“Basabe, obviously, was overshadowed in the Sale trade by Moncada and Kopech, and they’re bigger names, but our scouts felt very strongly about his upside and what his tool set presented. And you saw it at Winston-Salem, the way he was able to perform at an All-Star level there.

“It’s nice to see guys who might not be at the top of mind for people when they think of our system being recognized in that way and certainly for those two guys, who were important parts of big trades for us but perhaps not perceived previously to the recognition they deserve.”

Until recently, Cease has been the fourth name mentioned when discussing the White Sox fleet of starting-pitching prospects, behind Kopech, Alec Hansen and Dane Dunning. And that’s typically after mentioning guys already in the majors like Carlos Rodon, Lucas Giolito and Reynaldo Lopez. But Cease has certainly moved to the front of that conversation with his big 2018.

Basabe is still buried, in conversation, behind Jimenez, Luis Robert and Micker Adolfo. Blake Rutherford is ranked ahead of him, too. But he’s shown himself worthy of consideration for a spot in the White Sox future plans. His performance at the Futures Game will keep him in that discussion.

Down in the minors, these guys are going about their business. And as headlining names like Jimenez and Kopech have either dealt with injuries or gone through struggles, “under the radar” guys like Cease and Basabe have produced.

Of course, the descriptors of “headliner” and “under the radar” don’t mean much to them.

“Eloy Jimenez is such a good player. That’s nothing, necessarily, against me, it just happens to be the way it is,” Cease said Sunday. “With Basabe, Kopech and Moncada are really studs, too. You’ve just got to be grateful for the opportunity you have. That doesn’t upset me by any means.”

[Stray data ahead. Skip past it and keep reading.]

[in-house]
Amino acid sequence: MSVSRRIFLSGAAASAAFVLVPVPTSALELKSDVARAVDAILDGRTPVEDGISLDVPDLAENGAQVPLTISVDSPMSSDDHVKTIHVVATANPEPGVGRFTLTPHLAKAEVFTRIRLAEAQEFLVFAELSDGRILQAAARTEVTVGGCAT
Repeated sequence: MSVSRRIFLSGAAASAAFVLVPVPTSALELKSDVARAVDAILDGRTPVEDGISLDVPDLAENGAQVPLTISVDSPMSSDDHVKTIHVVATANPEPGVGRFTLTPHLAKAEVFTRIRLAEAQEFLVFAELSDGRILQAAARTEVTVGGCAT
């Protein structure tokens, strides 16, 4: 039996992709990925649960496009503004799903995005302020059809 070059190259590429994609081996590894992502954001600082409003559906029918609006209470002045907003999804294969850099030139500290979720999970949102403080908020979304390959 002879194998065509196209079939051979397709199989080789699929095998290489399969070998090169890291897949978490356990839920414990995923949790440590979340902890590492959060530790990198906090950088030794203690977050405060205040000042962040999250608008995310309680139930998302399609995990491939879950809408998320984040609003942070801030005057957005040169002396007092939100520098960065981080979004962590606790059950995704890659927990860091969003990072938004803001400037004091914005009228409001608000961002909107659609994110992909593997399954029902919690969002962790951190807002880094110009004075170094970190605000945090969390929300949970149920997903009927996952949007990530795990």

Projecting lineups and depth charts of the future has become one of the favorite pastimes on the South Side during this rebuilding period. And while it’s easy to pick the highest-rated guys for the starting spots, rebuilds have a way of surprising. And maybe the emergence of guys like Cease and Basabe count as the surprises that awaited the White Sox effort.

Getting to the big leagues is obviously the end goal, and starring in the big leagues would mean usurping the projected place of one of the more-heralded prospects ahead of them. That’s not how Cease is looking at it, though, just sticking to that old baseball axiom of controlling what he can control.

Which is really the only way to get to where he and all these prospects want to be.

“It’s easy to dream on it,” Cease said of getting to the major league level. “It’s just that baseball’s such a difficult game that if you take your focus away from what you’re doing right now, it’s very easy to snowball away. So you can sit and dream about it, but you’ve got to do it and let it happen.”

Is Jordan Howard underrated in fantasy football?

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USA Today

Is Jordan Howard underrated in fantasy football?

Jordan Howard has accomplished some pretty amazing things to start his career. Most notably, he's the only running back in Chicago Bears franchise history to finish his first two seasons with more than 1,000 rushing yards, including 1,313 yards as a rookie, good for a team rookie record.

Still, Howard has been the target of criticism this offseason because of his questionable set of hands. He was plagued by a case of the drops last season and he's been labeled as a guy who can't catch the ball heading into 2018. Combine that with the player nipping at his heels -- Tarik Cohen -- and the overwhelming theory advanced by analysts is that he'll give way to Cohen on passing downs.

This presumption has made its way into the world of fantasy football, too. Howard is rarely if ever mentioned as one of the first running backs that should be drafted this summer and in a recent player vs. player showdown on Pro Football Focus, 49ers starter Jerick McKinnon was selected as a more appealing fantasy starter in 2018.

It’s close, but I give the nod to Jerick McKinnon. Howard’s troubles in the passing game are very real and it’s clear the Bears want to focus on that more this year. Meanwhile, McKinnon was handed a fat contract and has little competition when it comes to carries.

McKinnon, a career backup, was signed by San Franciso to be Kyle Shanahan's feature running back. He has a real chance to be a stud in fantasy circles, but should he be valued over a guy like Howard who's proven to be a contender for the NFL's rushing crown?

All of this offseason chatter will serve as great motivation for Howard who has to prove, first and foremost, that he can be a three-down back for coach Matt Nagy in the Bears' new offense. If he has a consistent training camp as a receiver and carries that momentum into the preseason and regular season, those fantasy players who draft McKinnon or another less-proven player over Howard will long for a redo.